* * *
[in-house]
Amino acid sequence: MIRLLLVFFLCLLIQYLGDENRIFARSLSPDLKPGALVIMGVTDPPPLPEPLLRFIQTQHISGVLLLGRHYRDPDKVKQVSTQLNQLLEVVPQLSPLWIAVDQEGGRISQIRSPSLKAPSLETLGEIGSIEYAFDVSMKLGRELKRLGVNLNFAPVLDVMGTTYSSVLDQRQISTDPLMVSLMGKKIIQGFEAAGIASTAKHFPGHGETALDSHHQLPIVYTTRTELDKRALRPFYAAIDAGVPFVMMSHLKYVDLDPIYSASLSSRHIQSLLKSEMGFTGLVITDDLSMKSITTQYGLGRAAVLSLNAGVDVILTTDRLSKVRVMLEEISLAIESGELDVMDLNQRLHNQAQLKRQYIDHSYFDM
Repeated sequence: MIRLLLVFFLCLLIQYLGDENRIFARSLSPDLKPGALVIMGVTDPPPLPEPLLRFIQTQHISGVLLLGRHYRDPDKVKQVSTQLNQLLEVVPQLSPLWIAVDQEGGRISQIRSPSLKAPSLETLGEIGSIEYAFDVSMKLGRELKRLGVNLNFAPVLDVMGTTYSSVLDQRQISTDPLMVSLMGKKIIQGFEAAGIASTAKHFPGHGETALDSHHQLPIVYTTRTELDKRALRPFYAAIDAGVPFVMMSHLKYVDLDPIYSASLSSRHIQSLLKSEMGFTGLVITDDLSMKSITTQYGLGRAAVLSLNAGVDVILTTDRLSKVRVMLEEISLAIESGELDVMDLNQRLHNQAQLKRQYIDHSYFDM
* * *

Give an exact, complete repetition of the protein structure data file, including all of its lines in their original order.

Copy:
[in-house]
Amino acid sequence: MIRLLLVFFLCLLIQYLGDENRIFARSLSPDLKPGALVIMGVTDPPPLPEPLLRFIQTQHISGVLLLGRHYRDPDKVKQVSTQLNQLLEVVPQLSPLWIAVDQEGGRISQIRSPSLKAPSLETLGEIGSIEYAFDVSMKLGRELKRLGVNLNFAPVLDVMGTTYSSVLDQRQISTDPLMVSLMGKKIIQGFEAAGIASTAKHFPGHGETALDSHHQLPIVYTTRTELDKRALRPFYAAIDAGVPFVMMSHLKYVDLDPIYSASLSSRHIQSLLKSEMGFTGLVITDDLSMKSITTQYGLGRAAVLSLNAGVDVILTTDRLSKVRVMLEEISLAIESGELDVMDLNQRLHNQAQLKRQYIDHSYFDM
Repeated sequence: MIRLLLVFFLCLLIQYLGDENRIFARSLSPDLKPGALVIMGVTDPPPLPEPLLRFIQTQHISGVLLLGRHYRDPDKVKQVSTQLNQLLEVVPQLSPLWIAVDQEGGRISQIRSPSLKAPSLETLGEIGSIEYAFDVSMKLGRELKRLGVNLNFAPVLDVMGTTYSSVLDQRQISTDPLMVSLMGKKIIQGFEAAGIASTAKHFPGHGETALDSHHQLPIVYTTRTELDKRALRPFYAAIDAGVPFVMMSHLKYVDLDPIYSASLSSRHIQSLLKSEMGFTGLVITDDLSMKSITTQYGLGRAAVLSLNAGVDVILTTDRLSKVRVMLEEISLAIESGELDVMDLNQRLHNQAQLKRQYIDHSYFDM